AUTHOR'S NOTES The flexibility of this script opens it to use by casts of varying size. For a small group, Cinderella's stepsisters and stepmother may double as Cinderella's animal friends, and the Fairy Godmother may double as the Queen. If, in addition, the number of animals is reduced to three, the total number of performers would be eight. Other scenarios will work as well, such as having the animals double as ball participants, including the Queen/King. On the other hand, to accommodate more players, animals and ball participants may be increased in number. The following is the breakdown along gender lines: 1 Male FROG PRINCE 7 Females ALEX JENNY CINDERELLA GERTRUDE DESIREE DEANNA GODMOTHER 0-10+ Either Male or Female ANIMALS BALL GUESTS QUEEN/KING The scene of Cinderella's playing with the animals may be staged as simply or elaborately as desired. The types and numbers of animals may be changed according to production needs.

A couple of the acting techniques designated in the script are based on the theatre games popularized by Viola Spolin in Improvisation for the Theater (1963) and elsewhere. For example, the "mirror dance" at the palace, requiring great concentration as partners reflect one another, may be created by the actors during rehearsal as part of the warm-up routine. The "clock machine" is based on Spolin's "Part of the Whole." For additional information, go to The "stage picture" formed by the actors at the end of the play should reveal something about each character and yet create a unified and dramatic whole. A warm-up exercise that may prove useful is having the actors mill around, then blowing a whistle, ringing a bell or simply calling out "stop" (i.e., freeze), followed by "stage picture." Each actor immediately adjusts his or her position, and is not only responsible for being visible, at least in part, to the audience, but for ensuring that those behind him or her may be seen as well.

The Cinderella Chronicles


(Lights up on a museum's dusty room containing odd pieces of furniture and objects from various famous fairy tales. Two young girls, JENNY and ALEX, enter and cross to the door of the museum as they speak.) JENNY: Your parents were so sweet to let me come along with you on this vacation. I've never been further from home than Wisconsin. And that was just to visit relatives. ALEX: It's not really a vacation, Jenny. And besides, Mom thought my best friend would keep me out of trouble. JENNY: Are you sure it's all right for us to go inside? ALEX: Well, it belongs to our family. That's why we came all the way to Europe. My parents have to figure out what to do with this museum. It was my great-grandmother's. And her mother's before her, and her mother's before her, and her mother's— JENNY: I get the picture! ALEX: Okay. I brought the key to the back door, so we don't have to break in. JENNY: Alex, do you really think... ALEX: Yes! Don't chicken out now! (They unlock the door and enter upstage.) JENNY: So, it's a museum of what...folk lore? ALEX: Not so much folk lore as fairy know, fairy tales. But no one seems to be interested in the artifacts anymore, so it's just been sitting here for years and years and years and years and— JENNY: I get the picture! (As they move around the space, Alex discovers Sleeping Beauty's spinning wheel.) © Susan M. Steadman This is a perusal copy only. Absolutely no printing, copying or performance permitted.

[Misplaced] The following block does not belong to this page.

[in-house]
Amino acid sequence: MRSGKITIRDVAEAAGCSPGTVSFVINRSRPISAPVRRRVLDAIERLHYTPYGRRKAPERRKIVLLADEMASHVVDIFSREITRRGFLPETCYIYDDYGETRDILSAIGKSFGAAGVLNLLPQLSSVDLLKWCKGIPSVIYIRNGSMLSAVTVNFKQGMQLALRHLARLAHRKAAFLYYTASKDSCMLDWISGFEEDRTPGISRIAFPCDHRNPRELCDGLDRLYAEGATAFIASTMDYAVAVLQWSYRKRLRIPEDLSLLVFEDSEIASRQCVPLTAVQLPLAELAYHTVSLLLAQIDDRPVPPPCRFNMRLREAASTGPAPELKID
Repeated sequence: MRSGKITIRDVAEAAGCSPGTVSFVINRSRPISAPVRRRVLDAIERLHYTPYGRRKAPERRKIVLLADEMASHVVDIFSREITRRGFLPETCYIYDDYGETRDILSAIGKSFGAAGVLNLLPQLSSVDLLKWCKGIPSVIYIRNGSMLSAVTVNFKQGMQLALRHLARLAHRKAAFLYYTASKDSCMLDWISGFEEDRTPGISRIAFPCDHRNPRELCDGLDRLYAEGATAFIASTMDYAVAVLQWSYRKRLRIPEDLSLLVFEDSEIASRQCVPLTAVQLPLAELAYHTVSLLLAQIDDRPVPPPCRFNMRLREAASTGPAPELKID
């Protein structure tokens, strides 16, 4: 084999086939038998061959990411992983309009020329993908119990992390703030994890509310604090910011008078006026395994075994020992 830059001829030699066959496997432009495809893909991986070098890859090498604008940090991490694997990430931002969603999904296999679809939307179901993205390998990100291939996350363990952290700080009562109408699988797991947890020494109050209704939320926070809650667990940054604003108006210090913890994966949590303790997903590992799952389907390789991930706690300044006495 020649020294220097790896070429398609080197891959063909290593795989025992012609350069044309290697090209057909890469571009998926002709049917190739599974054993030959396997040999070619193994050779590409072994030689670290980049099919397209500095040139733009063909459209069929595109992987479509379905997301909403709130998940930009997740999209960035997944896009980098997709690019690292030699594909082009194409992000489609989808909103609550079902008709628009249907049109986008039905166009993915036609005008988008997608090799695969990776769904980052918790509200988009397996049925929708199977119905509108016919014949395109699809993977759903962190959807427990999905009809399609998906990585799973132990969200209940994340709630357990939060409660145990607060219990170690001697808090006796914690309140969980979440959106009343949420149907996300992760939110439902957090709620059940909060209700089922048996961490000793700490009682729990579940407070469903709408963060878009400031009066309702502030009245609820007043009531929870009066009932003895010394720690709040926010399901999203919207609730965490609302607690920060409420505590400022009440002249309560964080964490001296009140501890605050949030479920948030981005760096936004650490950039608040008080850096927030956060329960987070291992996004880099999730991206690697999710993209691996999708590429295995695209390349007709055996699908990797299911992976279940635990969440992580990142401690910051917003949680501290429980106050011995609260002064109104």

Susan M. Steadman

  ALEX: Ooh. Look, Jenny. (Jenny joins her and begins to poke the spinning wheel.) Careful! Don't prick your finger. You weigh too much for me to carry you back to the hotel. JENNY: Very funny. (As Alex spins the wheel, Jenny continues viewing the displays and comes across the Queen's magic mirror from Snow White's story.) Mirror, mirror, on the wall.


ALEX: (Crossing to the mirror:) I'm the fairest of them all. (They pretend to primp in front of the mirror, pushing each other aside in a good-natured manner. Alex soon tires of their game and looks around again.) Ooh. Are those Jack's magic beans? (Moving to the beans:) Let's throw them out the window and see what happens. (Alex tries to open the window. Jenny hurries to her side and grabs her hand.) JENNY: Wait! ALEX: Just kidding.


JENNY: (Discovering the trunk:) This is an unusual looking trunk.


ALEX: (Reading label on the trunk:) Private property of Ella, once known as...Cinderella? (Alex opens the trunk and finds a large diary.) JENNY: Maybe we shouldn't read this. (Pointing to the diary:) It says "Private," right here. ALEX: Hey, this museum is hundreds of years old. Cinderella was from centuries ago. What would she care if we read her © Susan M. Steadman This is a perusal copy only. Absolutely no printing, copying or performance permitted.  

The Cinderella Chronicles


diary? (Reading the cover:) "Cinderella's Chronicles, written during her first twenty years." JENNY: Let me see that. The pages are brittle and falling apart. Maybe we'd better put it back in the trunk. Maybe we should return to the hotel. Maybe we're not supposed to be here. ALEX: It's my great-grandmother's property. And her mother's before her, and her mother's before her, and her— JENNY: I get the picture! (As Alex begins reading aloud, CINDERELLA enters, unseen by the girls. She is barefoot, and her clothes are ragged. She will join Alex in "reading" the diary by reciting the words with her, and then take over as indicated below. Here and in the future occurrences, after Alex or Jenny stops reading aloud, the girls read along silently as Cinderella speaks the lines.) ALEX: I cannot remember my mother at all, as she died in giving birth to me. And I can barely remember my father, although I do recall with great affection his large, tickly moustache and how he'd read to me each night before bedtime. ALEX AND CINDERELLA: I began writing stories when I was quite small, and he told me I was not only beautiful but very talented. It was my father who inspired my love of books and knowledge. CINDERELLA: Alas, he died when I was still very young, but not before he had remarried. Unfortunately, my father's wife was a rather shrewish woman who wasted no time in taking charge of the household. Her name was Gertrude, and her two daughters from a previous marriage—for she was a widow—were named— (GERTRUDE enters with an envelope.) GERTRUDE: Desiree! Deanna! Come on, girls. Get with the program! Desiree! Deanna! © Susan M. Steadman This is a perusal copy only. Absolutely no printing, copying or performance permitted.